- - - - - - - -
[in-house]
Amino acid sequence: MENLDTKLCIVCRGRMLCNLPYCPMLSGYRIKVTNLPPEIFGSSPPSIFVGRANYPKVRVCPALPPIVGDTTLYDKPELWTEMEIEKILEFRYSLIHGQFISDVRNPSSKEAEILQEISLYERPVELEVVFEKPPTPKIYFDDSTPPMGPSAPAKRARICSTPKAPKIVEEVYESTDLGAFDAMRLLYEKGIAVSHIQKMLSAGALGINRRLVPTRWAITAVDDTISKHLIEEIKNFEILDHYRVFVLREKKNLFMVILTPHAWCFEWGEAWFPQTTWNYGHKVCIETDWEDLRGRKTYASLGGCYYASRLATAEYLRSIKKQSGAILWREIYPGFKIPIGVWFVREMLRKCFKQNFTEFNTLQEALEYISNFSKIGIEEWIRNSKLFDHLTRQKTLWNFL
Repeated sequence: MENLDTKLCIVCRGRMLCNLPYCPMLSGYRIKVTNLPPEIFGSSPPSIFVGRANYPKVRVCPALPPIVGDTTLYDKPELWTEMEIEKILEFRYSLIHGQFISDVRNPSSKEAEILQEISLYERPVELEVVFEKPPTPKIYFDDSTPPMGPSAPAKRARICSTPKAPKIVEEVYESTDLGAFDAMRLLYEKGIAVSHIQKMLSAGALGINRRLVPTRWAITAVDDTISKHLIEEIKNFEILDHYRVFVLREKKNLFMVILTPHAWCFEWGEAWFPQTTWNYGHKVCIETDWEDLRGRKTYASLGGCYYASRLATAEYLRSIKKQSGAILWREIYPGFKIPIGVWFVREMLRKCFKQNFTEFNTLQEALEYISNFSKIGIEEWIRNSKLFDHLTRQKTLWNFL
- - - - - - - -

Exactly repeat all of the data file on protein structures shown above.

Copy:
[in-house]
Amino acid sequence: MENLDTKLCIVCRGRMLCNLPYCPMLSGYRIKVTNLPPEIFGSSPPSIFVGRANYPKVRVCPALPPIVGDTTLYDKPELWTEMEIEKILEFRYSLIHGQFISDVRNPSSKEAEILQEISLYERPVELEVVFEKPPTPKIYFDDSTPPMGPSAPAKRARICSTPKAPKIVEEVYESTDLGAFDAMRLLYEKGIAVSHIQKMLSAGALGINRRLVPTRWAITAVDDTISKHLIEEIKNFEILDHYRVFVLREKKNLFMVILTPHAWCFEWGEAWFPQTTWNYGHKVCIETDWEDLRGRKTYASLGGCYYASRLATAEYLRSIKKQSGAILWREIYPGFKIPIGVWFVREMLRKCFKQNFTEFNTLQEALEYISNFSKIGIEEWIRNSKLFDHLTRQKTLWNFL
Repeated sequence: MENLDTKLCIVCRGRMLCNLPYCPMLSGYRIKVTNLPPEIFGSSPPSIFVGRANYPKVRVCPALPPIVGDTTLYDKPELWTEMEIEKILEFRYSLIHGQFISDVRNPSSKEAEILQEISLYERPVELEVVFEKPPTPKIYFDDSTPPMGPSAPAKRARICSTPKAPKIVEEVYESTDLGAFDAMRLLYEKGIAVSHIQKMLSAGALGINRRLVPTRWAITAVDDTISKHLIEEIKNFEILDHYRVFVLREKKNLFMVILTPHAWCFEWGEAWFPQTTWNYGHKVCIETDWEDLRGRKTYASLGGCYYASRLATAEYLRSIKKQSGAILWREIYPGFKIPIGVWFVREMLRKCFKQNFTEFNTLQEALEYISNFSKIGIEEWIRNSKLFDHLTRQKTLWNFL